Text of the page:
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Thursday, February 09, 2006

Tim Burton on the benefits of horror

In the middle of Newsweek's otherwise unremarkable fluff interview with Tim Burton[*], the master of dark whimsy shares some of his insights into horror:

"Corpse Bride" is based on a folk tale? Fairy tales are basically horror stories. I always felt the purpose was to prepare children for the abstract of lifeā€”the things that are unknown. They give some kids nightmares. Yeah, but I remember waking up and crying at the sight of certain relatives. I had one aunt who had huge red lips and wore an incredible amount of perfume. It was like this strange alien coming at you.
I've been doing some reading about child development, and trying to force myself to remember what it was like - I mean really like - to have the vivid imagination of a child. I remember some amazingly intense (waking) episodes where my imagination got away with me, and I think Burton is on to something. The boundary between real and imaginary is a lot more permeable and mutable for a child, and fairy tales must in some way help them to deal with that instability. [*] I mean, really... "You and Johnny Depp are almost like a gay couple without being gay." I don't expect a lot of depth - or any depth, come to think of it - from a piece like this, but still... Feh. A wasted opportunity if you ask me.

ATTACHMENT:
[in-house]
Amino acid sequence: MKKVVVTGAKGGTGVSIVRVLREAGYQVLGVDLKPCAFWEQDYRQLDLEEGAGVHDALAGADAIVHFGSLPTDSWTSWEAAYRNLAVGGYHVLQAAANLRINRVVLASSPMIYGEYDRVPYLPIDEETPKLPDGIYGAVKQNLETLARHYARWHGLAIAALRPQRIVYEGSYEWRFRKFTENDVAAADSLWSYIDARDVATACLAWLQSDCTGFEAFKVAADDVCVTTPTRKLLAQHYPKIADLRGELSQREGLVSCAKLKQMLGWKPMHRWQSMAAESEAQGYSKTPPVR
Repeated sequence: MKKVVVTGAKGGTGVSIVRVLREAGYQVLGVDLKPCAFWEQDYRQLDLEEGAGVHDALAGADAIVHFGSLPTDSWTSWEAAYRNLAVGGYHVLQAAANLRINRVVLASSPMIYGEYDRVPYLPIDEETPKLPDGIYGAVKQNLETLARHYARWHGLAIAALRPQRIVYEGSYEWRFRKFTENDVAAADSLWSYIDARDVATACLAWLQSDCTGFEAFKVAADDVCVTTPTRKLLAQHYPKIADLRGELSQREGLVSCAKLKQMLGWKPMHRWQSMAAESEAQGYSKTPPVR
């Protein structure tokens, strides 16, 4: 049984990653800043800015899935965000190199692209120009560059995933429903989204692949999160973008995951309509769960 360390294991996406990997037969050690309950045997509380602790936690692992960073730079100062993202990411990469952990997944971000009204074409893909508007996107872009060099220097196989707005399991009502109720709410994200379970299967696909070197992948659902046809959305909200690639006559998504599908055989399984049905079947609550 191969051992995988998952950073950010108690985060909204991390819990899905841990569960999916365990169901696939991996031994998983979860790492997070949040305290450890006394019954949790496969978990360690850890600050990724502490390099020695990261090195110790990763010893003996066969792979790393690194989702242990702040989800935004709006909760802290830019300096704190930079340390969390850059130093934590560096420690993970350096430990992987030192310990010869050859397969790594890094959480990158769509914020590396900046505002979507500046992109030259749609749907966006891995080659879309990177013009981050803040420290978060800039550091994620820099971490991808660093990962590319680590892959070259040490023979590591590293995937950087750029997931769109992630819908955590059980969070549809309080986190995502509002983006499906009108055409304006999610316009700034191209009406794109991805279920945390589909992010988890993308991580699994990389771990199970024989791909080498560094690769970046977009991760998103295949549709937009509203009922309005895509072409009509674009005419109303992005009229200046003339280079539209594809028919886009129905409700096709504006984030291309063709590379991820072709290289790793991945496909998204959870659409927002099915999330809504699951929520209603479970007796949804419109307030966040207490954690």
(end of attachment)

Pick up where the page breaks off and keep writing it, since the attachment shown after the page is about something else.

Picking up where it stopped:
1 Comments:

Blogger HP said...

I have come to realize the relationship between horror and fairy tale is commutative -- now that I'm a grownup, I find that horror tales fulfill the same role for me that Grimm's (and Chuck Jones's) stories did when I was little.

I started listening to old-time radio horrors (Lights Out, Quiet Please, Suspense, Inner Sanctum, etc.) while lying in bed at night. It feels exactly like having bedtime stories read to you. Now I'm addicted to them.

That and those creepy Eurogothic movies from the sixties that I thought were so bo-o-o-o-ring when I was a kid watching Creature Features -- give me a castle, a madman, a buxom young woman in peril, and a comfy blanket, and all's right with the world.

(My verification word is "cgdildh." I believe Lovecraft once used this word to describe a particularly unctuous fungus.)

2/10/2006 05:49:00 PM  

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